Situated on a dusty corner of Sunset Strip, the Whisky a Go Go is a piece of living music history. No other venue on LA’s notorious rock block can lay claim to so many legendary performances. It powered LA’s music scene for over 50 years and introduced an entire generation of music – from The Byrds and Buffalo Springﬁeld to Frank Zappa and the Doors – to the rest of the world.
An ornate Parisian-themed discotheque in Hollywood seems like an unlikely place for the golden age of LA rock, but nothing about the Whisky was ordinary. From its glitzy beginnings to its hair metal heyday, we’re tracing the history of one of the most storied clubs in America.
Put the Sunset Strip back on the map
Opened by Elmer Valentine, a former Chicago cop, he would go down in the pantheons of music history for launching the careers of some of LA’s biggest icons and creating the template for rock clubs around the world. Capitalizing on the void left after all the big name artists decamped to the desert to play the big rooms of burgeoning Vegas instead of local nightclubs, Valentine’s club put the Strip back on the map of cultural consciousness in more ways than one.
Since its opening night in January in 1964, the Whisky was a hit, with Johnny Rivers playing his Southern-fried brand of rock, rhythm and soul to a crowd of Hollywood stars while female DJ’s shimmed in cages above the dance floor – effectively unleashing the ‘go-go craze onto America.
The club was sold out virtually every night with stars like Cary Grant, Johnny Carson and The Beatles holding court in its tufted red booths. Valentine’s idea to have female DJ’s spin the latest hits between live sets created the accidental phenomenon. With no space on stage, he erected a glass-walled cage for the scantily clad DJ to save space (or so the story goes) and her spontaneous oscillations led the audience to believe it was part of the act.
Rivers’ residency led him to become the Whiskyʼs star attraction for the first year of its existence and where he would record his hit record, Johnny Rivers at the Whisky a Go Go, in May of ʼ64. Future music mogul and co-owner of the Roxy with Valentine, Lou Adler, produced Rivers’ live Whisky album and would become the invisible force behind the club’s star-making magic. Valentine recognized Adler’s ear for talent and enlisted him to help book the club in its early days.
“Once the Whisky started to happen, then Sunset Boulevard started to happen”, Adler told Vanity Fair. “LA started to happen, as far as the music business – it blew up”.
Thanks to the rock ‘n’ roll phenomenon happening on the Strip and the novelty of go-go girls, the Whisky quickly caught the attention of the national media, with a Life magazine write-up and Jack Paar broadcasting an episode of his weekly variety program from the club within months of opening. Soon enough, the Whisky effect led the ‘go go’ look to becoming standard on every single television variety show in the 60s.
While acts like Johnny Rivers and Billy Lee Riley first set the stage at the Whisky, Adler and Valentine started to book more sophisticated folk-rock and psychedelic garage rock acts in late 1965 – ostensibly establishing Los Angeles as the seat of American pop in the 60s. The Whisky was not only the hub of the burgeoning local scene, it also played host to up-and-coming touring acts like Led Zeppelin, the Jimi Hendrix Experience, The Velvet Underground, Cream, the Who, the Animals, the Kinks and countless others. When there wasn’t a big name in town, Valentine also instituted a policy of showcasing local acts in the house band slot that included Love, Buffalo Springfield, and the Doors, just to name a few.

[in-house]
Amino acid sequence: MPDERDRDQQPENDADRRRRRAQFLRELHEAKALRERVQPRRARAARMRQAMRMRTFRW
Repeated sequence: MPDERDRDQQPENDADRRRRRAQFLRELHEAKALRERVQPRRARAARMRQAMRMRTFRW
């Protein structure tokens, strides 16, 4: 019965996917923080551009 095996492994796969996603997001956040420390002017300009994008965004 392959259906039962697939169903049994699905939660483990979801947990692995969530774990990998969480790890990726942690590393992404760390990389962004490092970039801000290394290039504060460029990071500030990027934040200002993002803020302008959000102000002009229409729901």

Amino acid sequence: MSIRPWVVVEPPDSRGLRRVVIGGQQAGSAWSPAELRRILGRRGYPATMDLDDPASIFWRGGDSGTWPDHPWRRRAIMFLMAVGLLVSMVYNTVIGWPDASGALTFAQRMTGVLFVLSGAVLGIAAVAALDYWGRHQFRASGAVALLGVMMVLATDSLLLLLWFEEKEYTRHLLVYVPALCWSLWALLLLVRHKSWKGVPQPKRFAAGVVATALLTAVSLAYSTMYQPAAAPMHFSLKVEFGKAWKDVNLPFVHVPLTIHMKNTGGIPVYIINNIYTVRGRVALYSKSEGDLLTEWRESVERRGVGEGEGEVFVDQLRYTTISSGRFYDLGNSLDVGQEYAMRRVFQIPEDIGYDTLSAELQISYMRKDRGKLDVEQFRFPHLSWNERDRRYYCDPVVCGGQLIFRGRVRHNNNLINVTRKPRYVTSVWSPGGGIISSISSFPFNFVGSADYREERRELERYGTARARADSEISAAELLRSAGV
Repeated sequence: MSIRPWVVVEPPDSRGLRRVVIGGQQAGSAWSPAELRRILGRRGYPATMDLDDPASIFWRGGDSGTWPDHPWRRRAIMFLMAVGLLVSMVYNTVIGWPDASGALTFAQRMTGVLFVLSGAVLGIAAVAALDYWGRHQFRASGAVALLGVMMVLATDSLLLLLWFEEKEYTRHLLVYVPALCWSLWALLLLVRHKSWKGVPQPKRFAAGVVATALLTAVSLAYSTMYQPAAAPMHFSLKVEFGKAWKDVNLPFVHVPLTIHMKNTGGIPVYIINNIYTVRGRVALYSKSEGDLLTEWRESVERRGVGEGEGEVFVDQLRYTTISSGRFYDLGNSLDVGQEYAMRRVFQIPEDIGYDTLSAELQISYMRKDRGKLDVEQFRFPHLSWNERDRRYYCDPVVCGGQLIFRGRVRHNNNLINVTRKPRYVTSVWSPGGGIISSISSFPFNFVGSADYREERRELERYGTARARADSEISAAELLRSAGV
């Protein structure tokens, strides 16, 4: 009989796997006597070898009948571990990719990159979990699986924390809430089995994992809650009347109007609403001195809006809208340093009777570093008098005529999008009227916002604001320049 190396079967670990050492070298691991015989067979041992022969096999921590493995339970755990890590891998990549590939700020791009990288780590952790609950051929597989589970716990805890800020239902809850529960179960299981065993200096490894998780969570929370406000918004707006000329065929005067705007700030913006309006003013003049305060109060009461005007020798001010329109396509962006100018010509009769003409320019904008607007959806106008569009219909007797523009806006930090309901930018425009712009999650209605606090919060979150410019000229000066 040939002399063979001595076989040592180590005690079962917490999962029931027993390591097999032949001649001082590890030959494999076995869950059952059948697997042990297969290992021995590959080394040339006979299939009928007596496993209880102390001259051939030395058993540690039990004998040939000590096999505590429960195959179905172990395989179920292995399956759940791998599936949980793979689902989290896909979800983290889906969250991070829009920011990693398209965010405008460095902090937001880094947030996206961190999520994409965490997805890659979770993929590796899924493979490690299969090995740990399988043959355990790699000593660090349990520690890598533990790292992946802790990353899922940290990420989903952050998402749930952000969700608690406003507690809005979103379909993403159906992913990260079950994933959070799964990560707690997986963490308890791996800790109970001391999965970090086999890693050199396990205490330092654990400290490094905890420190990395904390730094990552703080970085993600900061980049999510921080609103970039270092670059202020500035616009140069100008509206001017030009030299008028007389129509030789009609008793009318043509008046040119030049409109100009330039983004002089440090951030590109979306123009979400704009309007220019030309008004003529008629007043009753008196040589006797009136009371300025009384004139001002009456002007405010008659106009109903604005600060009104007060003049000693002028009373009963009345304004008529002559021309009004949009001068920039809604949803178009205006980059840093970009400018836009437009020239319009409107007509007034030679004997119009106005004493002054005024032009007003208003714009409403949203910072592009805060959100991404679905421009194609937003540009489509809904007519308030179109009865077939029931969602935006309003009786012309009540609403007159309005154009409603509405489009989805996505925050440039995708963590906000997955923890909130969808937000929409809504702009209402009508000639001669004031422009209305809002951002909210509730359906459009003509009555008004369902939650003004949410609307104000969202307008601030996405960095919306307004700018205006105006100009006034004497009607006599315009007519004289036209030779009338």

The face of the LA freak scene
The club soon became the hub of this remarkably fertile scene and the main hangout for such influential local bands as the Byrds, Buffalo Springfield and Frank Zappa and the Mothers. It became a scene more than a place, where fans and musicians intermingled, new groups could experiment and the “freaks” flocked to the shows.
As famed Columbia Records producer Terry Melcher told Vanity Fair, “The Byrds were the catalyst- they brought all the kids to the Strip. They took the Dylan songs, we electrified ʼem and rock ʼnʼ rolled ʼem, and kids came from everywhere. It just happened. One day you couldnʼt drive anymore.
The Byrds were also responsible for getting better acts at the Whisky, like Frank Zappa’s Mothers of Invention, says Domenic Priore, author of Riot On the Sunset Strip: Rock’n’Roll’s Last Stand in Hollywood. Before they played the Whisky, the Byrds were the house band at Ciro’s just up the Strip.
Their residency not only drew the Hollywood elite, but Mr Tambourine Man himself came and played with them on stage. After that, Priore says, “the Whisky goes to Jim Dickson (The Byrds’ manager) and says ‘You’re taking away all of our business, how do we get this better type of group in there’? The Mothers was one of the first groups in late ’65 to start playing the Whisky, and then you’ve got Love, the Doors, Buffalo Springfield and now all of a sudden there’s real juice at the Whisky”.
As Zappa points out in his autobiography, “In 1965, there were only 3 clubs in Hollywood that meant anything in terms of being seen by a record company: the Action, the Trip and the Whisky a Go Go”. Zappa and his band filled in for Johnny Rivers while he was out on tour and became the face of the LA freak scene.
As the venue’s name implied, Valentine often insisted the bands play music for dancing, but Zappa played by his own rules. On one occasion, the group played a medley of ‘Help I’m A Rock’ and ‘El Monte’ for a solid hour while nobody danced. They may have pissed off Valentine, but the performances there secured them a record deal, a wife for Zappa (Gail Sloatman was a secretary at the Whisky) and an iconic song. You can hear Zappa brag on ‘Bwana Dik’ how fans “flock to write my name on the toilet walls of Whisky-A-Go-Go”.